Efficient recovery of precious metals from process solutions is essential for improving process economics

Efficient recovery of precious metals from process solutions is essential for improving process economics. Traditionally, precious metals are relatively effectively recovered from waste streams via precipitation or cementation. However, these approaches have a number of drawbacks, including poor water balance, creation of environmentally unfriendly waste streams, and losses of precious metals. Ion exchange technology is an alternative for the recovery of precious metals from waste or low-grade streams. This technology allows the recovery of the precious metals to extremely low levels (micrograms per litre) with relatively high upgrade ratios from the solution onto the resin without major water balance concerns, while the impact on the environment could be minimized or avoided (Korkisch, 1988). Research was conducted on the recovery of platinum group metals and gold from different low-grade and waste streams from one of the pharmaceutical firm in South Africa by means of ion exchange. Various functionalities and matrices (granular and fibrous) of ion exchange materials were evaluated. The results from these studies indicated that in some cases ion exchange could be very effective for the recovery of precious metals, and that the PGM concentration could be reduced to < 1 mg/L. The upgrading ratios of the various PGMs onto the specific fibres were relatively high for the specific streams evaluated, which might in some cases justify incineration of the loaded material instead of stripping and recycling the adsorbent. The cost of direct incineration for one of the waste streams tested would be less than 1% of the

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value of the PGMs recovered. However, the adsorbent has to be carefully selected and the process design optimized for each specific stream.
3.1.2 Introduction Waste streams generated during the manufacture of different pharmaceutical components/drugs may contain significant amounts of platinum group metals (PGMs) and gold (Au). Currently, industries are using mainly precipitation and cementation techniques for the recovery of valuable metals from low-grade and waste streams. However, there are major drawbacks in using these technologies, including incomplete recovery of valuable metals and generation of waste streams that carry significantly more contaminants than the original waste streams. There is therefore a need to use alternative technology to precipitation/cementation, which would allow the costeffective and efficient recovery of precious metals, with low or minimal additional environmental implications. Ion exchange and/or adsorption technology can resolve difficulties associated with the recovery of precious metals from low-grade and waste streams by minimizing waste generation and improving the overall economics of the process. Smopex® and SuperLig® materials are widely known as an option for recovery of valuable metals in the precious metals industry. However, the cost of these materials (typically much greater than US$200 per kilogram) often prevents industry from considering them for waste treatment. Over the past few years extensive research has been performed on the application of conventional ion exchange (IX) materials for the recovery of PGMs and Au from various low-grade streams. A number of South African companies provided some of their low-grade streams, which are currently treated via precipitation or cementation for PGM recovery. The current paper reports on a few successful examples of the potential of ion exchange technology for the treatment of such streams. Ion exchange can be designed to result in highly efficient recovery of PGMs and Au, often without the addition of further contaminants. The test work programme for the evaluation of the various ion exchange materials for the recovery of precious metals from various streams was as follows:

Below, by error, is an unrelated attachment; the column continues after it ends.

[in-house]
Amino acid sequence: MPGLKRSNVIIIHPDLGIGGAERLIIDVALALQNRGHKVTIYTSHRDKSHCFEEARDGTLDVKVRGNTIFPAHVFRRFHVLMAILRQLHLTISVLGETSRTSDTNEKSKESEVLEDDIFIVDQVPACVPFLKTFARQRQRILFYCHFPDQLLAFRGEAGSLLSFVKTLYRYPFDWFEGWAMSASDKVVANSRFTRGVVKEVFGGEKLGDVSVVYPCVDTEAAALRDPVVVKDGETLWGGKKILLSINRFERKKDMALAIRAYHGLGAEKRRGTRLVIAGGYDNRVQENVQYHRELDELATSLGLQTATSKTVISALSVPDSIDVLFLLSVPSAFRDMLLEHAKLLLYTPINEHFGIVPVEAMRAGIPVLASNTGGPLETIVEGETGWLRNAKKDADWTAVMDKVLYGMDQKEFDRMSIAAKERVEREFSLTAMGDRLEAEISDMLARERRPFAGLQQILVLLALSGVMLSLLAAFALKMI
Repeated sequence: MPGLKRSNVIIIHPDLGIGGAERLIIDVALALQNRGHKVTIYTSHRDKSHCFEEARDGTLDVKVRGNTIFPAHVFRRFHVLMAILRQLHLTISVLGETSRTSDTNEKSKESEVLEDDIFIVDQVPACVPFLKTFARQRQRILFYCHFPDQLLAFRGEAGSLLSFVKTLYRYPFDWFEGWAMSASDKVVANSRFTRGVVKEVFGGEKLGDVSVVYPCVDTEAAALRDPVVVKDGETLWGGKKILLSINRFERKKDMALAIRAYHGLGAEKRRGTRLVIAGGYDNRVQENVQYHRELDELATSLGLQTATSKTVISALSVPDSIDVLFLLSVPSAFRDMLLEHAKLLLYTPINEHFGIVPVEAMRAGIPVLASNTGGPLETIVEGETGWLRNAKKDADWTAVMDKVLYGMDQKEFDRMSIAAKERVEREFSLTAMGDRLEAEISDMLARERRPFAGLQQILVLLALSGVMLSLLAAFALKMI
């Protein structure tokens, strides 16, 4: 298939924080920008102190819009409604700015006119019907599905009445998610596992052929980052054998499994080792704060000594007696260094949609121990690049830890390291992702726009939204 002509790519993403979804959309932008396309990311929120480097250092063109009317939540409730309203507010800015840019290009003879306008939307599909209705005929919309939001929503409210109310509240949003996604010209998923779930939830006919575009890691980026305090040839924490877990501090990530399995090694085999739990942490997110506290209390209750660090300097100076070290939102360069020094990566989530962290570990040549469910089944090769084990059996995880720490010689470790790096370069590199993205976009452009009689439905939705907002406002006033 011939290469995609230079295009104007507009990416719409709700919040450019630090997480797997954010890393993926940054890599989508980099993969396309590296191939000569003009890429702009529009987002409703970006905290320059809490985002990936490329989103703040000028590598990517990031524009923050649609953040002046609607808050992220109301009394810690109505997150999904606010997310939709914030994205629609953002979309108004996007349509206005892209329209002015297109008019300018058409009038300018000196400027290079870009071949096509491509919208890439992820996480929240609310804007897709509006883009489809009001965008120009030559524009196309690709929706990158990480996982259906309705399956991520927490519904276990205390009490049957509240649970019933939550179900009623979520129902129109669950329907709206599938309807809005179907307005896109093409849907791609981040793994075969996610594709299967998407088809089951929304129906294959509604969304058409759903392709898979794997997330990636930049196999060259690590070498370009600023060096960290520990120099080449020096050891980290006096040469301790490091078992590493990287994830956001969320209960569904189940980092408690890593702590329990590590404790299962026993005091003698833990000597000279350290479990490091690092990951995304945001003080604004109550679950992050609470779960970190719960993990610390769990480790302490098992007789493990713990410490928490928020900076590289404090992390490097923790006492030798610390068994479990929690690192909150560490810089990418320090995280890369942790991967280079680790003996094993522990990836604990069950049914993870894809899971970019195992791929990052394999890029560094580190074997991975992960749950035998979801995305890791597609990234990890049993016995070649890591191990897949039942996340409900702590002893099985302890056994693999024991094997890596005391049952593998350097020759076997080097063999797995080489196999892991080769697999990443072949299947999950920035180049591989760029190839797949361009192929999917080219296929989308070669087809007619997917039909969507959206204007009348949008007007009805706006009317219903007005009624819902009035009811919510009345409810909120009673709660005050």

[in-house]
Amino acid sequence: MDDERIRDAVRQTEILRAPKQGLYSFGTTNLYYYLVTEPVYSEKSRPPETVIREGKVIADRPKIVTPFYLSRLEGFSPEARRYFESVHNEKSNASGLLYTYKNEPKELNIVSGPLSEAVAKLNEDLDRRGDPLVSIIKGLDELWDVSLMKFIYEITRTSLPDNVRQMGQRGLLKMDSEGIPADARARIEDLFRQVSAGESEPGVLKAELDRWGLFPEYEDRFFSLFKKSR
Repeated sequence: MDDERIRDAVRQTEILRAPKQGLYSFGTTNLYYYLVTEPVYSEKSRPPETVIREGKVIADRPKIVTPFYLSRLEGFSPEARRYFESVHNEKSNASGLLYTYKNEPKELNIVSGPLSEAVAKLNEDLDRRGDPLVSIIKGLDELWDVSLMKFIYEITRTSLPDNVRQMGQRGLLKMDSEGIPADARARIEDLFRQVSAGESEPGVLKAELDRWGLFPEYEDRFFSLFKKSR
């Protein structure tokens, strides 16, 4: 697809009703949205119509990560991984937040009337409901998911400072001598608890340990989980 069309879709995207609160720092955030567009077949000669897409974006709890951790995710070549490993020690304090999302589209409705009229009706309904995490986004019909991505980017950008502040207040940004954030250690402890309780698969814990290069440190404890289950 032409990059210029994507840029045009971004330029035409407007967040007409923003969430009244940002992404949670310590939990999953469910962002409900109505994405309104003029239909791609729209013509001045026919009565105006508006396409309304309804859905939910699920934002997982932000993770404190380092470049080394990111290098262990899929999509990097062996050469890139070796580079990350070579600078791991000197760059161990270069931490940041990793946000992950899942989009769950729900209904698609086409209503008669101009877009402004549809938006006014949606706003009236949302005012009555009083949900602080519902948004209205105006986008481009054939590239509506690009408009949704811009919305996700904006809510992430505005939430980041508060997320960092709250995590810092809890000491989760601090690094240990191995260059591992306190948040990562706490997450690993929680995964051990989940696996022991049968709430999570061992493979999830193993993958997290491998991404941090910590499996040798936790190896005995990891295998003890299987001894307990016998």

? Selection of the most promising functional groups commercially available on ion exchange materials
? Evaluation of granular and fibrous ion exchangers
? Comparison of equilibria and fixed bed breakthrough profiles.

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Detailed results and information on the streams and materials that where tested are not provided in this paper due to confidentiality. Nevertheless, the major benefits of conventional ion exchange for the treatment of some low-grade/waste streams containing precious metals are highlighted.